Macron faces a tough fight as France votes on Sunday

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PARIS — Voting began in France on Sunday in the first round of a presidential election, with far-right candidate Marine Le Pen posing an unexpected threat to President Emmanuel Macron’s re-election hopes.

Until just a few weeks ago, opinion polls pointed to an easy victory for the centrist, pro-European Union Macron, buoyed by his active diplomacy on Ukraine, a strong economic recovery and the weakness of a fragmented opposition.

But his late entry into the campaign, with only one major rally that even his supporters found underwhelming, and his focus on an unpopular plan to raise the retirement age, have hurt the president’s ratings, along with a sharp rise in inflation.

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In contrast, Le Pen, a far-right anti-immigration Eurosceptic, has confidently toured France, all smiles, as his supporters chanted “Let’s win! We will win!.” He has been buoyed by a months-long focus on cost-of-living issues and a huge drop in support for his far-right rival, Eric Zemmour.

To be sure, opinion polls still see Macron leading the first round and winning a second round against Le Pen on April 24, but several polls now say this is within the margin of error.

Voting began at 8 am (0600 GMT) and ends at 1800 GMT, when the first exit polls will be published. These surveys are usually very reliable in France.

“We are ready, and the French are with us,” Le Pen told supporters at a rally on Thursday, urging them to vote for her to give them “the just punishment that those who have governed us so badly deserve.”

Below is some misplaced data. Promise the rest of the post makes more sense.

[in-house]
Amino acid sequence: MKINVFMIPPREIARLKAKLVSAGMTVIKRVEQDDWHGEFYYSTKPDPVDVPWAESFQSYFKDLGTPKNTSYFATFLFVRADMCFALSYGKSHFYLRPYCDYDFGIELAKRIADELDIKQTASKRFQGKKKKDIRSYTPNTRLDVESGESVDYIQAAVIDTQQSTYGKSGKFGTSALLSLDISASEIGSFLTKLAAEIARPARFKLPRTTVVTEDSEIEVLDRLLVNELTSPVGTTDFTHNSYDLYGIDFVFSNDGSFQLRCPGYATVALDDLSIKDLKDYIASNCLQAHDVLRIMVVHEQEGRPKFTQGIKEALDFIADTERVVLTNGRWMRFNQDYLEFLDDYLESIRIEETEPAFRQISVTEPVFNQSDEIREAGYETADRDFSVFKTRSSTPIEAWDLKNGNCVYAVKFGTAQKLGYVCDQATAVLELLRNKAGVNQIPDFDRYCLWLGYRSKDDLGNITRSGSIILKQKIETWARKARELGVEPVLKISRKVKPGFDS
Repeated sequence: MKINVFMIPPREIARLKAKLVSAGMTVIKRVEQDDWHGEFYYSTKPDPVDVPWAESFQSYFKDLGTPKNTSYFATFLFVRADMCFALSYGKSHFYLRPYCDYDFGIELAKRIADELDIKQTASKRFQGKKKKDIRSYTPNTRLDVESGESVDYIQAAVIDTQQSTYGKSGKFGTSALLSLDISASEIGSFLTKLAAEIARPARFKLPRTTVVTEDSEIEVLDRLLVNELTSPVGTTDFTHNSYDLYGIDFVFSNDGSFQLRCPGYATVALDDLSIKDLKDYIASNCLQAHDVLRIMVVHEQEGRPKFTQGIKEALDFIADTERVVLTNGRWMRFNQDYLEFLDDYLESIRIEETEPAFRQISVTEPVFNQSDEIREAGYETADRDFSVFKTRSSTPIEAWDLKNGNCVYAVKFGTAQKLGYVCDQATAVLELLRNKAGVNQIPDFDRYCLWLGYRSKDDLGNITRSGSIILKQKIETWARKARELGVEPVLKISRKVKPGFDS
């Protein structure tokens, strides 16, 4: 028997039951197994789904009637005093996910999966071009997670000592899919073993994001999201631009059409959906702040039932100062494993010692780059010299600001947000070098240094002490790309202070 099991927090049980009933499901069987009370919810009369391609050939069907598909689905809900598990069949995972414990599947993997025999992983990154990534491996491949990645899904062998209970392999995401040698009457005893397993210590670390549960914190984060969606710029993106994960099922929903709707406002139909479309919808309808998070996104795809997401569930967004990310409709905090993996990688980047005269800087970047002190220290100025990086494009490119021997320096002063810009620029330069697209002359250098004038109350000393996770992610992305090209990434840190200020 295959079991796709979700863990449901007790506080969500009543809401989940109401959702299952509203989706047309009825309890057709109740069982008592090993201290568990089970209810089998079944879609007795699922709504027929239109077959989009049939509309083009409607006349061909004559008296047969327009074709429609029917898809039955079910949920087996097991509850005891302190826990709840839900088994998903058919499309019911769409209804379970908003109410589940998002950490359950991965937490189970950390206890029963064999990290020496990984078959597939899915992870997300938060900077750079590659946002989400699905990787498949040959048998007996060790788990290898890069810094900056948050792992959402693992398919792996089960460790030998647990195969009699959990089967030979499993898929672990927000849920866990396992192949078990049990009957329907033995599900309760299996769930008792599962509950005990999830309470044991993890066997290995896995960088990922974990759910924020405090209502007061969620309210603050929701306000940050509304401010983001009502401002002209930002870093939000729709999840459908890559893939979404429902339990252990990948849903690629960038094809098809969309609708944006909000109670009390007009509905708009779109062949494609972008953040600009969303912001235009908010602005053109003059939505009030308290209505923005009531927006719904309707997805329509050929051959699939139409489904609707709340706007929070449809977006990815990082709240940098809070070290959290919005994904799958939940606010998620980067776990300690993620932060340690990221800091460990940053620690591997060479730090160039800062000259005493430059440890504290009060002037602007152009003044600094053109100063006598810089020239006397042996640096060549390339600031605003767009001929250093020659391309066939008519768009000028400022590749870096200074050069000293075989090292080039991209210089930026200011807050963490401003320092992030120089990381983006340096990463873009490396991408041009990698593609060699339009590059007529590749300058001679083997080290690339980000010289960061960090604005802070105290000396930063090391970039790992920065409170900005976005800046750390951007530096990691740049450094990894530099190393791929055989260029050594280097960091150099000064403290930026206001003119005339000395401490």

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Macron, 44, in office since 2017, spent the final days of the campaign trying to make it clear that Le Pen’s program has not changed despite efforts to soften his image and that of his National Rally party.

“Its foundations have not changed: it is a racist program that aims to divide society and is very brutal,” he told Le Parisien newspaper.

Le Pen rejects accusations of racism and says her policies would benefit all French people, regardless of their origins.


Assuming Macron and Le Pen make it to the second round, the president faces a problem: many left-wing voters have told pollsters that, unlike in 2017, they would not vote for Macron in the second round simply to keep Le Pen out. Energy.

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Macron will have to persuade them to change their minds and vote for him in the second round.

Sunday’s vote will show who the unusually high number of late undecided voters will elect and whether Le Pen, 53, can beat opinion poll predictions and come out on top in the first round.

“Marine Le Pen has never been so close to winning a presidential election,” Jean-Daniel Levy of pollster Harris Interactive said of Le Pen’s third run at the Elysee Palace.

Supporters of far-left candidate Jean-Luc Melenchon, who is ranked third in opinion polls, are expecting another kind of surprise and have called on left-wing voters of all persuasions to change their candidate and send him to the polls. Second round.

Macron and Le Pen agree that the outcome is open.

“Anything is possible,” Le Pen told supporters on Thursday, while earlier in the week Macron warned supporters not to rule out a Le Pen victory.

“Look at what happened with Brexit and so many other elections: what seemed unlikely actually happened,” he said.

(Additional reporting by Elizabeth Pineau and Michel Rose; Writing by Ingrid Melander; Editing by Frances Kerry)



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